Economic reforms and product market integration in developing countries : an empirical investigation using retail prices in Zambia

Doctoral Thesis


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University of Cape Town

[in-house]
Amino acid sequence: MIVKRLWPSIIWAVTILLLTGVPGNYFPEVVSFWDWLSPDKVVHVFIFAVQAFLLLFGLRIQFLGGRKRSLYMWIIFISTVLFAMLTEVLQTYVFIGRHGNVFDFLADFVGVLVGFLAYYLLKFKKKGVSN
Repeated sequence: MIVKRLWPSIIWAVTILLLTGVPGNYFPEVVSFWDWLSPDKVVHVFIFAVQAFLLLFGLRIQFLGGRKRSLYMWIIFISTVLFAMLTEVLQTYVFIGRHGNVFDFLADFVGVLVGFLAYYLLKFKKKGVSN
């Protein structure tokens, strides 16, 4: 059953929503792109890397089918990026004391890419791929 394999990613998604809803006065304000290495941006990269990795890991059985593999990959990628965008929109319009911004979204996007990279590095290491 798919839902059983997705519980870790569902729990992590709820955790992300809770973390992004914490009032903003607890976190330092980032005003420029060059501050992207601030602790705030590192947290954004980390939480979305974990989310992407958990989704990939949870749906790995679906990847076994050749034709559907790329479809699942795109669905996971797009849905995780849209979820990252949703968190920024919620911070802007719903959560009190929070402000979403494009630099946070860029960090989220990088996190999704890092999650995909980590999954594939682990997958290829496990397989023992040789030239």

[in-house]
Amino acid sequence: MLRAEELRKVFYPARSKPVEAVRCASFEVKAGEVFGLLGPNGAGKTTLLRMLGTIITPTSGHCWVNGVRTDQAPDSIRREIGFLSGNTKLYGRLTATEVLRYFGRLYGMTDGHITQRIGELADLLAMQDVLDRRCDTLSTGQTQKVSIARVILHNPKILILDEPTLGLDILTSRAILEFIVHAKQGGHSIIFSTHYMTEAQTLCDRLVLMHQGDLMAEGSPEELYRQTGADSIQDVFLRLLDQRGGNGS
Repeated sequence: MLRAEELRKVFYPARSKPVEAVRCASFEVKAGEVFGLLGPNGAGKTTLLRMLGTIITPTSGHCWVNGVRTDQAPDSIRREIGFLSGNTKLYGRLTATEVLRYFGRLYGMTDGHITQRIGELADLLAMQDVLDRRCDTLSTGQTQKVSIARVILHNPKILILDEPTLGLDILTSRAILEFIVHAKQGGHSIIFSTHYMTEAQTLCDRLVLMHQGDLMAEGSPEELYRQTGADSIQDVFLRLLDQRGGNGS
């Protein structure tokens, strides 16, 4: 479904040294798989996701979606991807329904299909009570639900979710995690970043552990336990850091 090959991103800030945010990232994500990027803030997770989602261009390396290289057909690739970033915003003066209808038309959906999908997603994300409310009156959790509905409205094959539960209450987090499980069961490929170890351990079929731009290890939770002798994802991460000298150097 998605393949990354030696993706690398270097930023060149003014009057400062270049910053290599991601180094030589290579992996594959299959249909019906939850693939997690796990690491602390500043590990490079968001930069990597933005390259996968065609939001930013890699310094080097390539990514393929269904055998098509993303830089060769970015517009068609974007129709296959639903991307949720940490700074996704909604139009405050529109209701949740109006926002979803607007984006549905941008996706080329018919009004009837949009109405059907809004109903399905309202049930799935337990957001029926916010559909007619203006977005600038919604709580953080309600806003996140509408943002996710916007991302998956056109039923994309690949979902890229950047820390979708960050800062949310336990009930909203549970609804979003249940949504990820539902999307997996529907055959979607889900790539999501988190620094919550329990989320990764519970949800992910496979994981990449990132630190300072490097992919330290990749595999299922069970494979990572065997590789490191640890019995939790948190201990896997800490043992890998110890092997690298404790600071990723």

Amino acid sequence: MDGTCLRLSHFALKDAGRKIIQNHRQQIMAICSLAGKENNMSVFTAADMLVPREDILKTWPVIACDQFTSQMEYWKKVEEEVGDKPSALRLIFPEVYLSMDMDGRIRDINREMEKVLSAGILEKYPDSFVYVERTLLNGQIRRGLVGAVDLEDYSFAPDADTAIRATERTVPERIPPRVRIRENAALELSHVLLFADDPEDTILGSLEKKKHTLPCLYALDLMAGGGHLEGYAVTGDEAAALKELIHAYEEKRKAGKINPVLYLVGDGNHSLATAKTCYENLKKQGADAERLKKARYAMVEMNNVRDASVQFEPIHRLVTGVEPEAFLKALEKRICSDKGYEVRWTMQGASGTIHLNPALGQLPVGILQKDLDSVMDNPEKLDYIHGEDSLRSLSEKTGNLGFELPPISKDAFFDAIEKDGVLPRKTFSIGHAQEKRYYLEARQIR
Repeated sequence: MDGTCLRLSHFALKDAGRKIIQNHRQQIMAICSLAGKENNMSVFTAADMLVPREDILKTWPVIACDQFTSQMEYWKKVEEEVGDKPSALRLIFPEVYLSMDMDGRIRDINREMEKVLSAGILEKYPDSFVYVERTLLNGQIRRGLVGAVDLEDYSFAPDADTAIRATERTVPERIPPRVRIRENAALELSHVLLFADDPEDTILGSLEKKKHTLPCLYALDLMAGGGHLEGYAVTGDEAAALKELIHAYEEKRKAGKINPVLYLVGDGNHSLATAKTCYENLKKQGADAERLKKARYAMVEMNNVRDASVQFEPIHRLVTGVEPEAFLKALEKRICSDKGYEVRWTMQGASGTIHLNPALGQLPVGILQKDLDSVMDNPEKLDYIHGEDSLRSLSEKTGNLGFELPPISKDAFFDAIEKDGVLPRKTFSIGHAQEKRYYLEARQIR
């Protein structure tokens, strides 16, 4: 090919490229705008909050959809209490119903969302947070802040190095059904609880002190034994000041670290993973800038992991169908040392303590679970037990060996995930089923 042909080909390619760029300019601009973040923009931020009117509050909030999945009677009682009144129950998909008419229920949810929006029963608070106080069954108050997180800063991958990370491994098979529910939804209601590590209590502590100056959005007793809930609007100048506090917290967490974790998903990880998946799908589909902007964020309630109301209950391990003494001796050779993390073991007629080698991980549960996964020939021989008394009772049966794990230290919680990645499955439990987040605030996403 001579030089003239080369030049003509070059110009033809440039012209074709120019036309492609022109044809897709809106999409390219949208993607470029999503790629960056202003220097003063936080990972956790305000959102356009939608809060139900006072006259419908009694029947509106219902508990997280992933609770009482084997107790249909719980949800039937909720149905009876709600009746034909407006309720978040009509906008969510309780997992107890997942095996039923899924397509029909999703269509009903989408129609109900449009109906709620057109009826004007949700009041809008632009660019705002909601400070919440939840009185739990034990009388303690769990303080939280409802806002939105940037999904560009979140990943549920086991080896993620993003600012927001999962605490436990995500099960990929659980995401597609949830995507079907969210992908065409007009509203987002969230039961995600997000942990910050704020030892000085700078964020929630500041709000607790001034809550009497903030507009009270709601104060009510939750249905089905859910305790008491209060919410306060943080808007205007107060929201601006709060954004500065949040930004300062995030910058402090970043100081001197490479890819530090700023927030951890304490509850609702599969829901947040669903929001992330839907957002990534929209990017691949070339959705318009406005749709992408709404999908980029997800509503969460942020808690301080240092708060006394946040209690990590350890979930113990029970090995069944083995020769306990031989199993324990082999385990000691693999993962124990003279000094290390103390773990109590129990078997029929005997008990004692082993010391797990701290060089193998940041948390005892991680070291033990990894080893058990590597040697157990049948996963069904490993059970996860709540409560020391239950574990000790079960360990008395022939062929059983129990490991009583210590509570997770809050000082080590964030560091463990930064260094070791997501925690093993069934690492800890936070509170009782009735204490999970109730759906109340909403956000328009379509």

In spite of extensive trade reforms, markets for goods and services are not fully integrated across countries. Less appreciated also is that product markets within countries are frequently not integrated. Barriers to trade within countries are shown to be as important in preventing product market from integrating as barriers between countries. This evidence of withincountry market segmentation is largely based on data from developed countries. Yet market segmentation is likely to be greater between and within developing countries that face large infrastructure, trade facilitation, tariff and other regulatory barriers than between and within developed countries. This thesis uses newly obtained micro-price and tariff data to extend the price-based empirical evidence of product market integration in a developing country, namely Zambia, by examining the influence of trade costs, tariff reform and tradability on internal price dispersion. The main aim of this thesis is to examine how internal trade costs and exposure to external competition affect domestic prices and internal product market integration using Zambia as a case study of a developing country in Sub-Saharan Africa. The empirical analysis is conducted in four inter-related papers. The thesis chapters are organised as follows: The first chapter provides the general introduction of the thesis. The second Chapter documents the background to the International Monetary Fund and World Bank initiated stabilisation and structural adjustment reforms implemented by Zambia since the late 1980s. The focus of the chapter is on documenting in detail the trade liberalisation programme adopted over the period 1987 to 2011 using a highly disaggregated product-level tariff dataset constructed from primary sources, such as the Government Gazettes. This data is then used to document the extent to which the country opened up to external competition initially through multilateral reform and later through regional trade agreements. This chapter sets the scene and foundation for the later chapters, which unpack the link between tariff reform and domestic prices. The third chapter empirically investigates the extent of internal market integration in Zambia across districts, products and time using the law of one price as a theoretical benchmark. It draws on a unique product level database of monthly regional prices from 1993 to 2011 that are collected from the Central Statistics Office of Zambia. The chapter presents a descriptive iii analysis of this data. In addition, it presents a cursory assessment of how trade reforms are associated with the observed trends in internal price dispersion using simple econometric estimates.